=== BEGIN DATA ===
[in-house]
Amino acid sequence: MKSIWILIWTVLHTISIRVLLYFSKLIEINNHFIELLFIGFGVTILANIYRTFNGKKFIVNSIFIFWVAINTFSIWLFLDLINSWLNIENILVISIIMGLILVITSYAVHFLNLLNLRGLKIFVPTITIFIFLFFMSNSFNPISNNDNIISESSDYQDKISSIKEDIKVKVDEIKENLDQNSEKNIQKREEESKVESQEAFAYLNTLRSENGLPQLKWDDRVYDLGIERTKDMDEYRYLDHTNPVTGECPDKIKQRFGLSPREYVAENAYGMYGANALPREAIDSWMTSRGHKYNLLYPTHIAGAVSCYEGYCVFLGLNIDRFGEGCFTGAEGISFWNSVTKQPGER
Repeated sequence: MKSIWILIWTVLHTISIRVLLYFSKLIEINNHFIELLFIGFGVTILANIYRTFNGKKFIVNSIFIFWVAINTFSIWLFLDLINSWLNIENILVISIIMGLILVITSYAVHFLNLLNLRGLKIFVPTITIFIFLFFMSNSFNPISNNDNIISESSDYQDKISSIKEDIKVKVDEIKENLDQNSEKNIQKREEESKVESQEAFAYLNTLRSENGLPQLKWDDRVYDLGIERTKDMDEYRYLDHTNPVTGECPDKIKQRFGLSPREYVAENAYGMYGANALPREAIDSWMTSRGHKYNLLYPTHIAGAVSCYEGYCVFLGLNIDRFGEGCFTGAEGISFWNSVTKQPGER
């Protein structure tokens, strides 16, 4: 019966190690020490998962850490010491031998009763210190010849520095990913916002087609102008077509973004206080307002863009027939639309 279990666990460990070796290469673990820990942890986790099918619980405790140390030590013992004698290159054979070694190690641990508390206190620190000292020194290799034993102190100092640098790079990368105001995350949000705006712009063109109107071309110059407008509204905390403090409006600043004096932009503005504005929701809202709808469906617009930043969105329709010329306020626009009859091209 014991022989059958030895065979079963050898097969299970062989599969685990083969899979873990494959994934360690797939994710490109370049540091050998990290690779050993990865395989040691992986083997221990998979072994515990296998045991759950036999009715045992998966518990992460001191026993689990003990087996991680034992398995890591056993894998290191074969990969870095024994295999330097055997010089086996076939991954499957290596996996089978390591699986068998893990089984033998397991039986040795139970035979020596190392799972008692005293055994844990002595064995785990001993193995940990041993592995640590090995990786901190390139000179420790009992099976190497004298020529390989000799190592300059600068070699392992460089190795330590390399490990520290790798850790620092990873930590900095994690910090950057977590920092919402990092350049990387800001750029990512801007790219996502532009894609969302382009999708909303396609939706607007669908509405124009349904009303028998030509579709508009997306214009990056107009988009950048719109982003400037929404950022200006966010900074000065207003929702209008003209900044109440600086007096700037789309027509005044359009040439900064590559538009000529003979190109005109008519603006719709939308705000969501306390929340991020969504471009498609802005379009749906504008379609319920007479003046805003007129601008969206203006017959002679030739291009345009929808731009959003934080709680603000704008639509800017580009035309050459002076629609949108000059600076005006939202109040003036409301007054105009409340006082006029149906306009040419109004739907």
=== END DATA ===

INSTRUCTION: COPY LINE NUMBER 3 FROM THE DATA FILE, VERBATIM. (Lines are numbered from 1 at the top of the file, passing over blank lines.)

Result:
Repeated sequence: MKSIWILIWTVLHTISIRVLLYFSKLIEINNHFIELLFIGFGVTILANIYRTFNGKKFIVNSIFIFWVAINTFSIWLFLDLINSWLNIENILVISIIMGLILVITSYAVHFLNLLNLRGLKIFVPTITIFIFLFFMSNSFNPISNNDNIISESSDYQDKISSIKEDIKVKVDEIKENLDQNSEKNIQKREEESKVESQEAFAYLNTLRSENGLPQLKWDDRVYDLGIERTKDMDEYRYLDHTNPVTGECPDKIKQRFGLSPREYVAENAYGMYGANALPREAIDSWMTSRGHKYNLLYPTHIAGAVSCYEGYCVFLGLNIDRFGEGCFTGAEGISFWNSVTKQPGER